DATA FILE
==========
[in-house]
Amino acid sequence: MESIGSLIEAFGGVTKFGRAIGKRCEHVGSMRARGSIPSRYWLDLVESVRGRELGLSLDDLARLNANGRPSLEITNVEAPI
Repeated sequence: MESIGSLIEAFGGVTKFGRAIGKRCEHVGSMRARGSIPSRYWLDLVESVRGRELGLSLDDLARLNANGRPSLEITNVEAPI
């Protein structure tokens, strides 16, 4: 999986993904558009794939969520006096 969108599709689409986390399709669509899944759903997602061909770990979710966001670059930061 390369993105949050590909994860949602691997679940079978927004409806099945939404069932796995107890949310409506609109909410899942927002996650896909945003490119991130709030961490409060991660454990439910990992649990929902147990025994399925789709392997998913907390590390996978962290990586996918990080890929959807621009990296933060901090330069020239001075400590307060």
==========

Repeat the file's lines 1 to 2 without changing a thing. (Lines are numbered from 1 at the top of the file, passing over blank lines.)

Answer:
[in-house]
Amino acid sequence: MESIGSLIEAFGGVTKFGRAIGKRCEHVGSMRARGSIPSRYWLDLVESVRGRELGLSLDDLARLNANGRPSLEITNVEAPI